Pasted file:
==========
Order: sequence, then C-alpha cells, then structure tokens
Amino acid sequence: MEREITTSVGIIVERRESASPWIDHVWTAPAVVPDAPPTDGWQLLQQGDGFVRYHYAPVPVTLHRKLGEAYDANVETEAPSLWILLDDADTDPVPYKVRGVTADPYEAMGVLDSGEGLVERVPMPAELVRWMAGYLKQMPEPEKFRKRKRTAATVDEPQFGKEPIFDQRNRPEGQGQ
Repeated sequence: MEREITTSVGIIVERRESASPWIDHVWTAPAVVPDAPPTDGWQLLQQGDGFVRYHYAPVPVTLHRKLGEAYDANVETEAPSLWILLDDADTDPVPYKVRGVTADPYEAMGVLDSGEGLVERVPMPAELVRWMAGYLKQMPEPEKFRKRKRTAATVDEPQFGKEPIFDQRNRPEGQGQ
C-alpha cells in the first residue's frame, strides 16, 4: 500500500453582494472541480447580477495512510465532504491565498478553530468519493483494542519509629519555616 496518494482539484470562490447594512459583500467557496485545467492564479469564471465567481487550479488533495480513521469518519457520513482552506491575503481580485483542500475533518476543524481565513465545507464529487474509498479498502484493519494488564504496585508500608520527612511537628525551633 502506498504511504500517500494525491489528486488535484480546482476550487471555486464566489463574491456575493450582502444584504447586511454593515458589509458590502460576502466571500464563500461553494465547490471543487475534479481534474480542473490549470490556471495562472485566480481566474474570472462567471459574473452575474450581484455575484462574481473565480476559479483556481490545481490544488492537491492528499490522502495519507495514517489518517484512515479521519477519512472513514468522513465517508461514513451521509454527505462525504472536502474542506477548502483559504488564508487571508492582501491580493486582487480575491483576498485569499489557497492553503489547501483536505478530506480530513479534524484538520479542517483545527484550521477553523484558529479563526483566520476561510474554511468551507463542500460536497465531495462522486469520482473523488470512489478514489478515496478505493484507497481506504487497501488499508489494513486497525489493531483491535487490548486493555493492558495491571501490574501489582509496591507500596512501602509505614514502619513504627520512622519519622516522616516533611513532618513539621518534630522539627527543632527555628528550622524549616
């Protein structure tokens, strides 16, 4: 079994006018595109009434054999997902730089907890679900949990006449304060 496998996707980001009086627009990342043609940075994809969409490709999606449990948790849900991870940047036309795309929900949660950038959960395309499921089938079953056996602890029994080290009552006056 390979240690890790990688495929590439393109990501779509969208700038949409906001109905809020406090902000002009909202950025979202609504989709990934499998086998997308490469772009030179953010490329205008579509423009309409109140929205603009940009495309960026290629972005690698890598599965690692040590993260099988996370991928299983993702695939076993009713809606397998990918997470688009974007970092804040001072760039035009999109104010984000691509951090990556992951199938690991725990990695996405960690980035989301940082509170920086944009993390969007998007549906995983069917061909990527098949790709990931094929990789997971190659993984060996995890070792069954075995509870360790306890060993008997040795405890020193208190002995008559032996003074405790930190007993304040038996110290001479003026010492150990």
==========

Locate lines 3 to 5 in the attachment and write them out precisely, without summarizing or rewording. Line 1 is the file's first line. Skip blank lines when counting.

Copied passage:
Repeated sequence: MEREITTSVGIIVERRESASPWIDHVWTAPAVVPDAPPTDGWQLLQQGDGFVRYHYAPVPVTLHRKLGEAYDANVETEAPSLWILLDDADTDPVPYKVRGVTADPYEAMGVLDSGEGLVERVPMPAELVRWMAGYLKQMPEPEKFRKRKRTAATVDEPQFGKEPIFDQRNRPEGQGQ
C-alpha cells in the first residue's frame, strides 16, 4: 500500500453582494472541480447580477495512510465532504491565498478553530468519493483494542519509629519555616 496518494482539484470562490447594512459583500467557496485545467492564479469564471465567481487550479488533495480513521469518519457520513482552506491575503481580485483542500475533518476543524481565513465545507464529487474509498479498502484493519494488564504496585508500608520527612511537628525551633 502506498504511504500517500494525491489528486488535484480546482476550487471555486464566489463574491456575493450582502444584504447586511454593515458589509458590502460576502466571500464563500461553494465547490471543487475534479481534474480542473490549470490556471495562472485566480481566474474570472462567471459574473452575474450581484455575484462574481473565480476559479483556481490545481490544488492537491492528499490522502495519507495514517489518517484512515479521519477519512472513514468522513465517508461514513451521509454527505462525504472536502474542506477548502483559504488564508487571508492582501491580493486582487480575491483576498485569499489557497492553503489547501483536505478530506480530513479534524484538520479542517483545527484550521477553523484558529479563526483566520476561510474554511468551507463542500460536497465531495462522486469520482473523488470512489478514489478515496478505493484507497481506504487497501488499508489494513486497525489493531483491535487490548486493555493492558495491571501490574501489582509496591507500596512501602509505614514502619513504627520512622519519622516522616516533611513532618513539621518534630522539627527543632527555628528550622524549616
């Protein structure tokens, strides 16, 4: 079994006018595109009434054999997902730089907890679900949990006449304060 496998996707980001009086627009990342043609940075994809969409490709999606449990948790849900991870940047036309795309929900949660950038959960395309499921089938079953056996602890029994080290009552006056 390979240690890790990688495929590439393109990501779509969208700038949409906001109905809020406090902000002009909202950025979202609504989709990934499998086998997308490469772009030179953010490329205008579509423009309409109140929205603009940009495309960026290629972005690698890598599965690692040590993260099988996370991928299983993702695939076993009713809606397998990918997470688009974007970092804040001072760039035009999109104010984000691509951090990556992951199938690991725990990695996405960690980035989301940082509170920086944009993390969007998007549906995983069917061909990527098949790709990931094929990789997971190659993984060996995890070792069954075995509870360790306890060993008997040795405890020193208190002995008559032996003074405790930190007993304040038996110290001479003026010492150990």